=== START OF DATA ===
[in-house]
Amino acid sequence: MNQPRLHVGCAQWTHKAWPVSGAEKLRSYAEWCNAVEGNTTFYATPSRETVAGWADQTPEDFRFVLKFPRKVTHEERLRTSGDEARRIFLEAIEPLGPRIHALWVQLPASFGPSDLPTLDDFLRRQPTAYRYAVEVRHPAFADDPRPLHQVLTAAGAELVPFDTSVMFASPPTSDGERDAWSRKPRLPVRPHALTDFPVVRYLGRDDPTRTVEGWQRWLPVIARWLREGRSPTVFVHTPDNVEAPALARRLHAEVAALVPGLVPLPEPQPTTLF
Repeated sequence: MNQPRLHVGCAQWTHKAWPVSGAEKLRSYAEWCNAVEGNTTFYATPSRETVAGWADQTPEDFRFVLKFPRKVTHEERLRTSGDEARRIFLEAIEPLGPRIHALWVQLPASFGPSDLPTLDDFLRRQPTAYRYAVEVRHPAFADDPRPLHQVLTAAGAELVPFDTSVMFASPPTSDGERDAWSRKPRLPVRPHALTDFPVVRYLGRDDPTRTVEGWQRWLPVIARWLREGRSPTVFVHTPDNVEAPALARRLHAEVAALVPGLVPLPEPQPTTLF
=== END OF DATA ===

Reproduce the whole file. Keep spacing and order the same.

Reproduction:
[in-house]
Amino acid sequence: MNQPRLHVGCAQWTHKAWPVSGAEKLRSYAEWCNAVEGNTTFYATPSRETVAGWADQTPEDFRFVLKFPRKVTHEERLRTSGDEARRIFLEAIEPLGPRIHALWVQLPASFGPSDLPTLDDFLRRQPTAYRYAVEVRHPAFADDPRPLHQVLTAAGAELVPFDTSVMFASPPTSDGERDAWSRKPRLPVRPHALTDFPVVRYLGRDDPTRTVEGWQRWLPVIARWLREGRSPTVFVHTPDNVEAPALARRLHAEVAALVPGLVPLPEPQPTTLF
Repeated sequence: MNQPRLHVGCAQWTHKAWPVSGAEKLRSYAEWCNAVEGNTTFYATPSRETVAGWADQTPEDFRFVLKFPRKVTHEERLRTSGDEARRIFLEAIEPLGPRIHALWVQLPASFGPSDLPTLDDFLRRQPTAYRYAVEVRHPAFADDPRPLHQVLTAAGAELVPFDTSVMFASPPTSDGERDAWSRKPRLPVRPHALTDFPVVRYLGRDDPTRTVEGWQRWLPVIARWLREGRSPTVFVHTPDNVEAPALARRLHAEVAALVPGLVPLPEPQPTTLF